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European court gives employees more online privacy at work

The European Court of Human Rights rules companies must now tell employees in advance their emails are being monitored.

Overhead view architect working at computer
A European court decision could grant employees more privacy on work computers. 
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It's always worth remembering that when you're online, someone could be watching.

That's the situation a Romanian man ended up in when he was fired from his job in 2007 for chatting online with his brother and fiancee while at work. His company used surveillance software to track the conversations and used the information as proof he violated a company ban on personal use of corporate resources.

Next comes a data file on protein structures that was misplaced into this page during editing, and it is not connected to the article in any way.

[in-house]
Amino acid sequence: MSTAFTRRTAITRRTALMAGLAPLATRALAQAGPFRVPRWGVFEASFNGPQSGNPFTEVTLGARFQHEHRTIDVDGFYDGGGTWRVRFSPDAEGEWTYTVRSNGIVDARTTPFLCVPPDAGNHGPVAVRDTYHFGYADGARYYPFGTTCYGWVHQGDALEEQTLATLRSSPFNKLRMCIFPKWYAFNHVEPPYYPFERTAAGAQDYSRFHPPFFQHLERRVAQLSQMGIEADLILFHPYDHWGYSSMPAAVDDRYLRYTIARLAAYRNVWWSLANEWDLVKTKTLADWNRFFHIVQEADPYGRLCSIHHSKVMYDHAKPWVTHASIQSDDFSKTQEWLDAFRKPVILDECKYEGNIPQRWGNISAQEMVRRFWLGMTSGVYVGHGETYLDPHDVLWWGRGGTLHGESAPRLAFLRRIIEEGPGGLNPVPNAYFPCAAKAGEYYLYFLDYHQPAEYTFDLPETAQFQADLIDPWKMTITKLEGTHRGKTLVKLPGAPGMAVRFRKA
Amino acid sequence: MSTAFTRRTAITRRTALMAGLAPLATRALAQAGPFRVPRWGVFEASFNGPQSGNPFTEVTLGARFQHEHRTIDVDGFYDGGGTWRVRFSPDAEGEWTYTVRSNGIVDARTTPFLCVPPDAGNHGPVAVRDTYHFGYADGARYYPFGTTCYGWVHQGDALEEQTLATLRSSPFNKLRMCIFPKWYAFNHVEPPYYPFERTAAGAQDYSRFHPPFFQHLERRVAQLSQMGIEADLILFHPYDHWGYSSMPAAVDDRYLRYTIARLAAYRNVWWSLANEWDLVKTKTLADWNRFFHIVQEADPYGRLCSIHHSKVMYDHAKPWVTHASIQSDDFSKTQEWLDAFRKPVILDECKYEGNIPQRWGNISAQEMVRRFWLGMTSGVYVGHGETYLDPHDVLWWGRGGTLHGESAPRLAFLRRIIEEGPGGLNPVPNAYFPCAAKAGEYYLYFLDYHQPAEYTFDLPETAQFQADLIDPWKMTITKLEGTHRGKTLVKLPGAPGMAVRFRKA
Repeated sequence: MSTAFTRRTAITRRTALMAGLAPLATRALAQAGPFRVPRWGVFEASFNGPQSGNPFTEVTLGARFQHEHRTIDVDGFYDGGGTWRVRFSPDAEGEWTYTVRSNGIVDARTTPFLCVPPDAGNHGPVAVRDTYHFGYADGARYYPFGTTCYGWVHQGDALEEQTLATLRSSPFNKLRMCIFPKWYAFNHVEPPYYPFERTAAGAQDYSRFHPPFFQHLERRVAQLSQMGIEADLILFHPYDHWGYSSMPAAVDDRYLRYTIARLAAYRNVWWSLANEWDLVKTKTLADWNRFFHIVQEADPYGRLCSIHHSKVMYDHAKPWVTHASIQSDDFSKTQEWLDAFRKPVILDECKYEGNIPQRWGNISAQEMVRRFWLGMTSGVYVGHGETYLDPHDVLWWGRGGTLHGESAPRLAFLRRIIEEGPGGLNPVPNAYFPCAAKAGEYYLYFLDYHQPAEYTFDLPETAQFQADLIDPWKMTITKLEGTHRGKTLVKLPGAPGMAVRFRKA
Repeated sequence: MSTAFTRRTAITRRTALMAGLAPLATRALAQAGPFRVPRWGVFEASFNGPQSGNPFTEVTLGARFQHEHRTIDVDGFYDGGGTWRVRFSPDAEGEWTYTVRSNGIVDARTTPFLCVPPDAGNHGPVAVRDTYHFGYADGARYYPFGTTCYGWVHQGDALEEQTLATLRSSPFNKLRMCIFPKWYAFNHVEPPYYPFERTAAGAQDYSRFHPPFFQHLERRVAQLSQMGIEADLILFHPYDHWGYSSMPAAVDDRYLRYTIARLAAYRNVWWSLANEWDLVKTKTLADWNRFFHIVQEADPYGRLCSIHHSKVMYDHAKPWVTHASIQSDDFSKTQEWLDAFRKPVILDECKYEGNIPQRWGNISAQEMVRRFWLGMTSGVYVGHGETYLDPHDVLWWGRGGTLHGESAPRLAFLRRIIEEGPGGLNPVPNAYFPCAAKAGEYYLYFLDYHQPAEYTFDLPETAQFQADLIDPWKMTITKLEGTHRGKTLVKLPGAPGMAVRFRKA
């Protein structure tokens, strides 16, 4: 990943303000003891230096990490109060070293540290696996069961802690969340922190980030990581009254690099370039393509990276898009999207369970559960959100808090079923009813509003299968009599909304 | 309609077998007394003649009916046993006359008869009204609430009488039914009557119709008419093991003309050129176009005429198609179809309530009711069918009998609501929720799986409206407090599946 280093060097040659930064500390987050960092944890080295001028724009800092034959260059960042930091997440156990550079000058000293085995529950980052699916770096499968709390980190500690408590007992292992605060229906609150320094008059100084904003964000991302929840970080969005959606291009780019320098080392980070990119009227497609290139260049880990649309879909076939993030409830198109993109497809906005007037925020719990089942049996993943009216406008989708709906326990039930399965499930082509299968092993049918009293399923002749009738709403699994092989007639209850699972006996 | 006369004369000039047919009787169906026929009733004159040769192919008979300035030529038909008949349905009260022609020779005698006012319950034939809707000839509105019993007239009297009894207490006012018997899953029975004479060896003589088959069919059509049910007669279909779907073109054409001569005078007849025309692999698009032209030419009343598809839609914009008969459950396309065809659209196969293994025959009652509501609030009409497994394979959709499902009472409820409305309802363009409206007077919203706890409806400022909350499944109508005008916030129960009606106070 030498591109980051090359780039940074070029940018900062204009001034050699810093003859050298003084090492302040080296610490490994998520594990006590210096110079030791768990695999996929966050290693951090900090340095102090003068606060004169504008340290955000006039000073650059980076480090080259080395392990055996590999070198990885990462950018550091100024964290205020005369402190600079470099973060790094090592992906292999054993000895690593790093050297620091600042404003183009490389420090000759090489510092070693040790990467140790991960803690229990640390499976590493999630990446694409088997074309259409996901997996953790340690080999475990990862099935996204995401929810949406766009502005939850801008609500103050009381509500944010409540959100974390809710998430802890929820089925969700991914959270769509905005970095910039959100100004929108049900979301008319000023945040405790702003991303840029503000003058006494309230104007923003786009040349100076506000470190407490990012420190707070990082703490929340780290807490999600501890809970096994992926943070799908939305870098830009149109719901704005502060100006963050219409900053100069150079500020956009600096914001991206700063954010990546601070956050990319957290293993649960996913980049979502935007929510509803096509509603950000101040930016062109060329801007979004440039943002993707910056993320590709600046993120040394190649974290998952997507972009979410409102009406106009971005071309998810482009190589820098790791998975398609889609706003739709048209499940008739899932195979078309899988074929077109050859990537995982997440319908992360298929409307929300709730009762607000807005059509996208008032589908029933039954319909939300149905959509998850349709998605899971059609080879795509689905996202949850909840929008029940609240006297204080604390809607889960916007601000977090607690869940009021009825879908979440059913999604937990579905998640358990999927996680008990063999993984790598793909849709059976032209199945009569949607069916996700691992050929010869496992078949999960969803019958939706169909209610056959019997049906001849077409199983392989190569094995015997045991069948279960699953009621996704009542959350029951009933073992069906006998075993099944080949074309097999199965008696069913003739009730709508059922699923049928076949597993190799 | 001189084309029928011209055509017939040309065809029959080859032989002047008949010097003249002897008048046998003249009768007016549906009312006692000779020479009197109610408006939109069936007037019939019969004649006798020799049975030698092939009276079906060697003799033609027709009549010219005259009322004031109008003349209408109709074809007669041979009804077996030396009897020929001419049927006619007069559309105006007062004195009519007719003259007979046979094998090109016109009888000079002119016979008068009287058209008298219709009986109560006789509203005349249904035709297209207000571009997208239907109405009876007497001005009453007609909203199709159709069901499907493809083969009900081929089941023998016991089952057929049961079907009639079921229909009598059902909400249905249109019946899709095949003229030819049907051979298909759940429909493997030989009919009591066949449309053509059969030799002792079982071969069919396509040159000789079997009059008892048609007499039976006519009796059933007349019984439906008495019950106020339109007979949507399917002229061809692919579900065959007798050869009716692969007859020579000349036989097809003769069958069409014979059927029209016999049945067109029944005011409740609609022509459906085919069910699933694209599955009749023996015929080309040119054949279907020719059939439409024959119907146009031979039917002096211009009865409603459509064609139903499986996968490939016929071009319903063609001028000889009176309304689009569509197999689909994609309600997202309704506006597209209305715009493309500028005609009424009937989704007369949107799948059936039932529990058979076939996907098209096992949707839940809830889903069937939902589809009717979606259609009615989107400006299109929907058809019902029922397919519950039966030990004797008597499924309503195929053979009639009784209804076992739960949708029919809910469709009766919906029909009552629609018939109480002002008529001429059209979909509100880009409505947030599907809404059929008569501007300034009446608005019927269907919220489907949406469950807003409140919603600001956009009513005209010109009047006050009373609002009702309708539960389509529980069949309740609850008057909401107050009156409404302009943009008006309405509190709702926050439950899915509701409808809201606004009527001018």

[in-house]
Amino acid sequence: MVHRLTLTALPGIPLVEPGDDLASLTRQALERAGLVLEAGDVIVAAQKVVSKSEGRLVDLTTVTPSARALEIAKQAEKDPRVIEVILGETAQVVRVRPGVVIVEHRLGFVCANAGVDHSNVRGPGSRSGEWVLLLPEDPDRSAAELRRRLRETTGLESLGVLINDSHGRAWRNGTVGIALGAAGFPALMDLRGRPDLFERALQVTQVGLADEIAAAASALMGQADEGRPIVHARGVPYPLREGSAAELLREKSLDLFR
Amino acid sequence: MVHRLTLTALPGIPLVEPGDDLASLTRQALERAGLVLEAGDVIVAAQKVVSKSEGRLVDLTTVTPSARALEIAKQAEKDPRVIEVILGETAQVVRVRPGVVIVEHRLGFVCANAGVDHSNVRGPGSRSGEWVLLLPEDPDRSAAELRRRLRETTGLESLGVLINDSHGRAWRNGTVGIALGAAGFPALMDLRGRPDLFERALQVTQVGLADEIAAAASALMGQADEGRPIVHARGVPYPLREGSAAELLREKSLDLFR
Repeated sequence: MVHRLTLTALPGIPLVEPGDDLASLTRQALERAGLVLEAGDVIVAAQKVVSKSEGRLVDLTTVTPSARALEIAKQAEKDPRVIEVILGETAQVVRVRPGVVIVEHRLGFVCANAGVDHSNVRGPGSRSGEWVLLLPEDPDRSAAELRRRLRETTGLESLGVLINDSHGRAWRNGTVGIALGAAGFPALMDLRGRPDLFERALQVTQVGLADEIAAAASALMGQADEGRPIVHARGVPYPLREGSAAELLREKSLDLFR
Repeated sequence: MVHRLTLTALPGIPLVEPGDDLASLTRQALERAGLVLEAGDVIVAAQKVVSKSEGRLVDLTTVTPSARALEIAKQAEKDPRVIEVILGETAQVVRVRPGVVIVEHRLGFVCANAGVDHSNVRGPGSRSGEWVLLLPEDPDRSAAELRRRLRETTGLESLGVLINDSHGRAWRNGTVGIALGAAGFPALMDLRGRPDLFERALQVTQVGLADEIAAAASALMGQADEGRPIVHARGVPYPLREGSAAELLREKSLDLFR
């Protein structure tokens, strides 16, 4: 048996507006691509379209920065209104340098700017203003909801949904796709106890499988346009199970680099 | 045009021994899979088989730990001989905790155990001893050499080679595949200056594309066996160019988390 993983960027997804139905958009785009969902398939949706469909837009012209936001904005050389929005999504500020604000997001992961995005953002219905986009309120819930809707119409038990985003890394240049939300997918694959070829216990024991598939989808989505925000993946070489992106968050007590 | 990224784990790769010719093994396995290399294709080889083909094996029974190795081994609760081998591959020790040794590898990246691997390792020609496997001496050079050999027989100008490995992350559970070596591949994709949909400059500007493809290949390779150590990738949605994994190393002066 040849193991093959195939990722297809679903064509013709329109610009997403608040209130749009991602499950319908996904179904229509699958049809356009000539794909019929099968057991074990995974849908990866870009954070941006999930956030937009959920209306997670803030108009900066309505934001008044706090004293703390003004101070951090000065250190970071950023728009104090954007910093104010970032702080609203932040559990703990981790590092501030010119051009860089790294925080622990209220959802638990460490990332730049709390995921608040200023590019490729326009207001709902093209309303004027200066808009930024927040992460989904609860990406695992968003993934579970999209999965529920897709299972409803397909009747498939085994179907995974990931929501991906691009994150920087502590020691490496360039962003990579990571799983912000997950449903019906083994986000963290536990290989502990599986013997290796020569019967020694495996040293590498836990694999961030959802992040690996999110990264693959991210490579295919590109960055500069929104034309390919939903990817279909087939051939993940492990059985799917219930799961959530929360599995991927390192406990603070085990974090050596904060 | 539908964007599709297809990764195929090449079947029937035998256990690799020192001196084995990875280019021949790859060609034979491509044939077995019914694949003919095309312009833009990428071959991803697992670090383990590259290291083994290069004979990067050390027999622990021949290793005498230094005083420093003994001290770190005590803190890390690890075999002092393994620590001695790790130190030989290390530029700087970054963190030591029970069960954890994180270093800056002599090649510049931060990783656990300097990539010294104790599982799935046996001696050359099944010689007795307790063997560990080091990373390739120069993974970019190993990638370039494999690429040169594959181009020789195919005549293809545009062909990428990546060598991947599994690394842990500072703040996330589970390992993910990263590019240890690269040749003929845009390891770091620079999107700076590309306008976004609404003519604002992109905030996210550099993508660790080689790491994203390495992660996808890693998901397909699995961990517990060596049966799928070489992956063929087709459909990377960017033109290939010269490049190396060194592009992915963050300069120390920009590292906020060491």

But, you may not find yourself in a similar situation, since the European Court of Human Rights ruled Tuesday that the man's right to privacy was violated because his company didn't tell him ahead of time his computer was being monitored, Reuters reported.

The decision could cut down on companies' abilities to monitor workers' online activities while they are at work and grant employees more privacy on work computers.

European companies must now disclose to employees in advance that they are watching their work emails. The court mentioned that few European countries specifically legislate workplace privacy online, but most countries in the region do require employers to tell workers of monitoring, The New York Times reported.